The Feds Go Turbo: A new study shows how Energy rules raise costs for consumers.


Readers are familiar with the Environmental Protection Agency’s aspirations to re-engineer the economy for de minimis reductions in greenhouse gases. But riding sidecar is the Energy Department, which is pumping out regulations at record pace, according to research out this week from the American Action Forum.

Since 2007 the Energy Department has finished more than 25 major rules—those costing more than $100 million—and imposed more than $8 billion in annual costs, says a paper from AAF’s Sam Batkins. That doesn’t include 11 big ones that DOE hopes to polish off by next year. The Clinton Administration’s footprint totaled six major rules in eight years.

Many of Energy’s edicts cover humdrum household items: stiff efficiency standards for refrigerators, furnace fans and more. The feds admit that tweaks can be expensive and consumers will “incur higher purchase prices.” That puts it gently, at least for a 2010 rule that by the agency’s own estimates would jack up water-heater costs by more than $450 on average.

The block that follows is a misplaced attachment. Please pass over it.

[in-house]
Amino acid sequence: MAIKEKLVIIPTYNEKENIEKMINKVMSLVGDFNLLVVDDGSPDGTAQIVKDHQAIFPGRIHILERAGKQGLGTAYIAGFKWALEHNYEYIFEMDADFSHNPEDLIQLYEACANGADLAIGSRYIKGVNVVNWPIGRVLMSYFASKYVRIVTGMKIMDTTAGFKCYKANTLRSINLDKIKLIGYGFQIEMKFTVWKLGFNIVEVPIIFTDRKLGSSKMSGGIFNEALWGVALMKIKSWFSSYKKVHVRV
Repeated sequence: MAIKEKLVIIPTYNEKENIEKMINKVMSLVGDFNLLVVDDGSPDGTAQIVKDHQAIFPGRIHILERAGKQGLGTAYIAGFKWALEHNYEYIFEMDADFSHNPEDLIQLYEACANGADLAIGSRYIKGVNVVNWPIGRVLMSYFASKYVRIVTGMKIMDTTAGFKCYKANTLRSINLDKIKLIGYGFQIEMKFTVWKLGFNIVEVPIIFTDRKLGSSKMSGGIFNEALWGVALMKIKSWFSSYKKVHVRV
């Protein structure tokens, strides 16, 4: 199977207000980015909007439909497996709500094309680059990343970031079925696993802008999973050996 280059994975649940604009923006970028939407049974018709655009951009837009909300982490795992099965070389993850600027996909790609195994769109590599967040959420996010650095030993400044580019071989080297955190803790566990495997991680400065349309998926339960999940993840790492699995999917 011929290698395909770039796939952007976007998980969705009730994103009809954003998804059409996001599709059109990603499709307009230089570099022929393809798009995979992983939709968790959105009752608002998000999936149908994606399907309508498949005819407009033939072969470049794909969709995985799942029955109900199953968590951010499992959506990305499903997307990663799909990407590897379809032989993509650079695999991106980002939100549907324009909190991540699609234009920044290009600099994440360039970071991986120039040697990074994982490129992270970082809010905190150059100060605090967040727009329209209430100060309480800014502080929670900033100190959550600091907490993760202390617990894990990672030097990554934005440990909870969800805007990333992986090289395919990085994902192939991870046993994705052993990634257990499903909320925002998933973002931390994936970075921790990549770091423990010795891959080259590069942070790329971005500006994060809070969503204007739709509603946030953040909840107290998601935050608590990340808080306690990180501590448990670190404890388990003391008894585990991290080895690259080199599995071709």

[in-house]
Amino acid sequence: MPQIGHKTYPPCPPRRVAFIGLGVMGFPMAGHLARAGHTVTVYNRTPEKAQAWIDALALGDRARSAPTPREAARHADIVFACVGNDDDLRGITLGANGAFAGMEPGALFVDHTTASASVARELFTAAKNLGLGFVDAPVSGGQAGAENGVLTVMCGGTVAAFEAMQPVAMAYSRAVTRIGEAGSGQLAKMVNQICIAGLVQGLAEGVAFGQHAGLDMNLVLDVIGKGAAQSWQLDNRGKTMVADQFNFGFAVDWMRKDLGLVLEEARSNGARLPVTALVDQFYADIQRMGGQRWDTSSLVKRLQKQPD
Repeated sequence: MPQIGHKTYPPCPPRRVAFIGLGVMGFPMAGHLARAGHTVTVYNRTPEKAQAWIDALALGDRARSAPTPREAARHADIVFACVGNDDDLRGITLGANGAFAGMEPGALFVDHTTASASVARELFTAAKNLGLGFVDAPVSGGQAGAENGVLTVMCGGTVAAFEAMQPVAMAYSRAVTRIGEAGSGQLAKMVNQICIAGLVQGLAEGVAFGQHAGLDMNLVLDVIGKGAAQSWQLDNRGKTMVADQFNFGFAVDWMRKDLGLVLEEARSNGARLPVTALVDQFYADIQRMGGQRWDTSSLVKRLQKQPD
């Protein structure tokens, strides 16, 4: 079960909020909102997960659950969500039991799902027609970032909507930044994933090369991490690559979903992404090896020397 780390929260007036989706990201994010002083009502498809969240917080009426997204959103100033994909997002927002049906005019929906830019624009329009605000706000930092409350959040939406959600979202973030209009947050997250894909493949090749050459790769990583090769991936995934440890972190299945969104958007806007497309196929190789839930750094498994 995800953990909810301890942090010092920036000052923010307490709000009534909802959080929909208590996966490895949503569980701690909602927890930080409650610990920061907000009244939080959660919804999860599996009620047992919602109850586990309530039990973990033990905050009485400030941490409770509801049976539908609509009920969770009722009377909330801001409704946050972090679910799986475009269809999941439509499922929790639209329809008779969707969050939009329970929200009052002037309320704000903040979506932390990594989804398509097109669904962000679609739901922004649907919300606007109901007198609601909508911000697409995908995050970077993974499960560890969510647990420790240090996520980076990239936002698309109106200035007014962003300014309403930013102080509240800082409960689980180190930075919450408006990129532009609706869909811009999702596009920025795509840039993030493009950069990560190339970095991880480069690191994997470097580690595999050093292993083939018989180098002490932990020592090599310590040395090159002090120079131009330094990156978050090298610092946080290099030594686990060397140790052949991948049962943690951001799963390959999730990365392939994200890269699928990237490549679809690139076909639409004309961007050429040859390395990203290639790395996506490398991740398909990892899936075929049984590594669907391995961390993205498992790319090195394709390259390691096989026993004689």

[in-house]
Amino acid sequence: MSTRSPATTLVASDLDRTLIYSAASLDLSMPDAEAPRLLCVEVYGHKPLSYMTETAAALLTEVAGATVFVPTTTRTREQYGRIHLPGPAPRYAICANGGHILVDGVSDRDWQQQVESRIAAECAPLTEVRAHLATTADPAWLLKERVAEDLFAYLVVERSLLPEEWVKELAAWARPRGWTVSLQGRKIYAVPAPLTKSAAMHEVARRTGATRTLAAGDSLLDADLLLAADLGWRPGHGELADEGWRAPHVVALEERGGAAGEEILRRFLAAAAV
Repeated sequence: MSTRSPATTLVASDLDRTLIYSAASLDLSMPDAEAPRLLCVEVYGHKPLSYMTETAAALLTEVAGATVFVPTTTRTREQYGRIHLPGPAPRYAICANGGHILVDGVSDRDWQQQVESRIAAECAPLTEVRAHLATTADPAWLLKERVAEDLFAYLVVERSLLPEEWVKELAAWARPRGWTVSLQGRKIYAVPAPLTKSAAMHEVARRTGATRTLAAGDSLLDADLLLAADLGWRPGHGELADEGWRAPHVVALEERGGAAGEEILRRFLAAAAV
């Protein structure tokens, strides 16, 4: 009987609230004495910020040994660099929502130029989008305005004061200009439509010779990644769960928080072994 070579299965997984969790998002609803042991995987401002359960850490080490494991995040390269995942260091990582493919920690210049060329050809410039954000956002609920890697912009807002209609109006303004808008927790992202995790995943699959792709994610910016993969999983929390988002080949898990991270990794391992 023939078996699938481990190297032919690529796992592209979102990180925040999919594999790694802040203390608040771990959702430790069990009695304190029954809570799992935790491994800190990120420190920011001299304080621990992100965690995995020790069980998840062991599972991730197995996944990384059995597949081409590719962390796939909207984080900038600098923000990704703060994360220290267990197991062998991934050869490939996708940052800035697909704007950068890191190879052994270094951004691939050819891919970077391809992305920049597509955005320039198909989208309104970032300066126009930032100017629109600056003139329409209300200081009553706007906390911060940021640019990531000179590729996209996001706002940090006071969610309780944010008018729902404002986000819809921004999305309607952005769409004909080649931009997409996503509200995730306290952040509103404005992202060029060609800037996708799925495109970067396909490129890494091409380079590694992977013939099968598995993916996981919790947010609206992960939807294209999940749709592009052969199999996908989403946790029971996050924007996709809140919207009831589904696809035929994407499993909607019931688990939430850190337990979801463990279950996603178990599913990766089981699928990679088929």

As with every green dream, the poor suffer most. According to AAF, a family who bought a refrigerator, a furnace fan and a water heater could pay a hidden “regulatory tax” of about $620—more than a week’s pay for someone who earns $30,000 a year.

The Energy Department rationalizes the damage by trumpeting supposed benefits. One is that consumers will save money through more efficient energy use (if they don’t rent a home and commit to one air conditioner for 20 years). By the way, the rules sail through a federally required cost-benefit test thanks to capricious accounting on the “social benefits” of reducing carbon. (Wall Street Journal)